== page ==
Republicans, if you don’t want to make out with those dogs anymore, start chewing
by Debra DeAngelo
Barack Obama should not have won this election. Period.
Beyond the Republican juggernaut that focused all its energy on preventing his reelection since the day he took office (wow juggies, look how much time you wasted), unemployment is still too high and gasoline prices even higher, the war in Afghanistan still drags on, four Americans were slaughtered in the Libyan embassy attack, and the economy remains on life support.
Things are eerily reminiscent of the Jimmy Carter years, when we were grappling with essentially the same problems: expensive gasoline (rationing and long lines at the pump then vs. high prices causing self-imposed rationing now), tension in the Middle East (hostage crisis in Iran vs. nuclear threat in Iran) and manmade environmental mega-disasters (Three Mile Island vs. Gulf Oil spill).
The shadow of the Carter administration seemed to fall over Obama, and I wondered if he’d suffer the same one-term fate. Even without relentless Republican obstruction, times are tough. People are hurting. They might like Obama and vote for the other guy anyway, just to stop the bleeding.
Although there were many Carter/Obama parallels, there was one key difference that sealed Carter’s fate: Ronald Reagan. Simple, soft-spoken Carter, as jazzy as dust, had no chance against that charismatic codger. Reagan was the firm but kindly (and sometimes charmingly addled) granddad in whose lap the country desperately wanted to climb and be comforted. Nobody could touch Reagan in that department.
As for actual effectiveness? I was never that impressed with him. I don’t understand why Republicans worship him so. But I don’t get Brad Pitt either. I guess it’s a matter of preference.
So, although Obama faced similar troubles and turmoil that Carter did, Obama can sneeze more charisma than Carter, and his opponent was definitely no Ronald Reagan. There was still hope. In contrast to Reagan, Mitt Romney didn’t make you feel warm and cozy like dear old granddad. No, he just made you feel creepy and weird, and climb up on his lap? No way. And, it’s not just Democrats who felt no warmth for Romney. Start pressing your Republican friends. Ask them to list what they really like about Romney. See if the list is longer than “He’s not Barack Obama.”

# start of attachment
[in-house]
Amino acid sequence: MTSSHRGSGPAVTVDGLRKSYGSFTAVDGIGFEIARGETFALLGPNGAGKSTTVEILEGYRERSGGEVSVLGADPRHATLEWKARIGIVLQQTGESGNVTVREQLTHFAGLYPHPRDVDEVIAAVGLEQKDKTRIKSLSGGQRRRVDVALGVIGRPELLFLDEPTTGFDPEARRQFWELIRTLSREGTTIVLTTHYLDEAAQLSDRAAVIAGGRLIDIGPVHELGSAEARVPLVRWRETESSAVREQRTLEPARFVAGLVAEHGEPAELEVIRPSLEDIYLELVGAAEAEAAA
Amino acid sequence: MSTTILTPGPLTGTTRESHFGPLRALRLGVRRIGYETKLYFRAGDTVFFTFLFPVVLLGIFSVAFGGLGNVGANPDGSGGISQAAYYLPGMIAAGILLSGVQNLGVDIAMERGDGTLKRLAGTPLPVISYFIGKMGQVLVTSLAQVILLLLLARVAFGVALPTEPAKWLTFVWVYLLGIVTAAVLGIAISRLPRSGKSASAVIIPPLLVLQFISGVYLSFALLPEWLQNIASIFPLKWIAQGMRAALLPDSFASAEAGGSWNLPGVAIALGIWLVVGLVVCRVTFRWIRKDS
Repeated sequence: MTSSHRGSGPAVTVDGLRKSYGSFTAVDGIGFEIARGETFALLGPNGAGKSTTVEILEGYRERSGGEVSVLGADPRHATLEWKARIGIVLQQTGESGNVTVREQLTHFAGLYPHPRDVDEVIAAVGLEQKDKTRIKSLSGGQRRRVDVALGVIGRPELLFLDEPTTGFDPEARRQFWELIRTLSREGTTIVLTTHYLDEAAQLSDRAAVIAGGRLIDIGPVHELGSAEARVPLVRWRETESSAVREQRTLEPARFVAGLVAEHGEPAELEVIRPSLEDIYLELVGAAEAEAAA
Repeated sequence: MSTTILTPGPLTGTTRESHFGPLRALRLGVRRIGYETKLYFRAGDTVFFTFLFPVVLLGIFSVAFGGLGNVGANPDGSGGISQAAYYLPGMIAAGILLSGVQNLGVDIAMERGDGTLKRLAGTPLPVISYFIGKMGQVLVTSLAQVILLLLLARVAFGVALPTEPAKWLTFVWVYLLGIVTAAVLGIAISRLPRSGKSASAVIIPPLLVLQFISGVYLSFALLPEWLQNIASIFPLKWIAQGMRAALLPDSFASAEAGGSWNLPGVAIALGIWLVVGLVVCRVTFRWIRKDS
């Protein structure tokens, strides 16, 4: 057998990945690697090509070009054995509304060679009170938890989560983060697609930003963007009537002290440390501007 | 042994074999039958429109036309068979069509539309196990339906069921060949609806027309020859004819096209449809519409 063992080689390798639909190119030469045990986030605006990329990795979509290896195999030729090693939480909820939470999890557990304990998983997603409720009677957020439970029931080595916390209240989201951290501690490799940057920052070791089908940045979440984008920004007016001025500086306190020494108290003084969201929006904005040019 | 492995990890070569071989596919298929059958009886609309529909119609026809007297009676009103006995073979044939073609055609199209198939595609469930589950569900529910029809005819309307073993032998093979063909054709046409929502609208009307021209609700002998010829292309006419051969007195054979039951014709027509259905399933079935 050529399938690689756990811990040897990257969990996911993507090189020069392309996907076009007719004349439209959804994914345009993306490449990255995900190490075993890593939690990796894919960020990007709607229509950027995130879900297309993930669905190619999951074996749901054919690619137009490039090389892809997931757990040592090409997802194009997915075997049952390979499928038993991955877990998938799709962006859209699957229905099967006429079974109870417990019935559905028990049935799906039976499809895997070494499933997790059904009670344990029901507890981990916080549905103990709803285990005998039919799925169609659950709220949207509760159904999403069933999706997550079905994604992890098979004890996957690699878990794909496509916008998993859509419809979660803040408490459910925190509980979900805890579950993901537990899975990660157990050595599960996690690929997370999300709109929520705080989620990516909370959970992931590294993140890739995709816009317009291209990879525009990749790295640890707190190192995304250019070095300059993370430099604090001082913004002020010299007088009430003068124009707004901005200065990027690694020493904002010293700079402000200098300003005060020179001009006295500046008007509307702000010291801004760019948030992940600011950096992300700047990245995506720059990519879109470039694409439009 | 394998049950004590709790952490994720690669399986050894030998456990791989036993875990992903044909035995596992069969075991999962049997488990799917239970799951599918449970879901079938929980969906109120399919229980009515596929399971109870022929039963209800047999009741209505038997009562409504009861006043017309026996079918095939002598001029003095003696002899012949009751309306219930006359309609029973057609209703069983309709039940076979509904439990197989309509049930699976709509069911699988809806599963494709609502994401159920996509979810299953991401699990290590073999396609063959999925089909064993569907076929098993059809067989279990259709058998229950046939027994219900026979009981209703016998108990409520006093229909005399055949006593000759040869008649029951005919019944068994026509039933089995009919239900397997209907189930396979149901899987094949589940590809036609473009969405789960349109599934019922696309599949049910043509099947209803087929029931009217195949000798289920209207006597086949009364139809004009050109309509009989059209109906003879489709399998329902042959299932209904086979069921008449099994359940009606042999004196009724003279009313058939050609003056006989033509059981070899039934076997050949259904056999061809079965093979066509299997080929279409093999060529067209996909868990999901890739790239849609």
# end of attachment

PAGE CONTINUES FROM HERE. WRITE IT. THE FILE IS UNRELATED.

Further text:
I don’t personally know a single Republican who really liked Romney. He was a “hold your nose and vote” candidate. Those hardcore Republicans who will never support a Democrat just on principal would’ve voted for Tickle Me Elmo instead of Obama, and in this crap economy, Elmo might’ve won. Romney, who’s far less appealing than our furry red friend, couldn’t attract anyone other than diehard Republicans.
That said, I put to you that Romney’s loss wasn’t really about Romney. It was about the party itself, and what it has become. This is the second Presidential election where Republicans got routed. It’s a warning. If the Republican party is to remain relevant (if it even IS anymore), it must do some serious self-examination. As it stands, the Republican party has become the sewer trap for the Sarah Palins and Glenn Becks and Todd Akinses, and the whole parade of bitter, misinformed fear-fanning delusional shills that infest Fox “News.” The dregs of the Radical Religious Right has become the Republican base, and as long as the party accepts that, Republican candidates will continue to go down the drain on Election Day.
Republicans, a major overhaul of your constituency is in order. You need to redefine your base if you are to survive. It’s your “Come to Reagan” moment, guys.
As for those of you won’t believe Barack Obama isn’t a secret Muslim until you see his birth certificate, you’re dismissed from the conversation. Be a good girl or boy and go watch Fox & Friends. The grownups need to talk now.
How, given the money and might of the Republican political machine, did a semi-effective Democrat floundering in economic quicksand manage to soundly spank your candidate? Was it because Romney, although the least broken, or weird, inhabitant from the Island of Misfit Toys was, in the end, still a misfit toy in the eyes of the majority? No. That answer’s too easy; too glib. And in this economy, the cowboy on the ostrich could’ve beaten Obama.
It wasn’t Romney. It’s bigger than that, as evidenced not just by the Presidential race but the Senate race: Democrats, particularly women, gobbled up Senate seats. Why? Because the party, by its silence, condoned the misogynistic, bonehead comments of its candidates. If you marginalize half the population it matters. Ditto for minorities.
Women and minorities. They vote.
Republican party leaders are the horny frat boy on the couch with his tongue down the Radical Religious Right’s throat while sliding his free hand up the Tea Party’s skirt, oblivious to the party groovin’ on around him because he thinks he’s gonna score with one, the other, or both. He’s so busy getting’ busy that he doesn’t notice the party’s thinning out. Everyone’s heading home. And suddenly, there he is, nothing left but greasy pizza boxes and empty beer cans, and a bowser on each arm. Dang, they were a lot cuter when the lights were out.
“Hey, big boy, how ‘bout a liplock now?”
And our frat boy throws up in his mouth a little, and thinks two words: Coyote Ugly.
I’m dead serious. If the Republican party is to survive, then chew off its own arms it must. Don’t blame Romney. Pandering to the lunatic fringe while alienating women and minorities cost the Republicans this election. Period. Even with a “hold your nose” candidate, it should’ve been a cakewalk. Instead, women and minorities shoved that cake in your face. And they’ll do it again unless you wise up.
You choose, Republicans: keep making out with the losers, or get up and dance with a new base. Look around. Your party’s over. You know what you need to do: start chewing.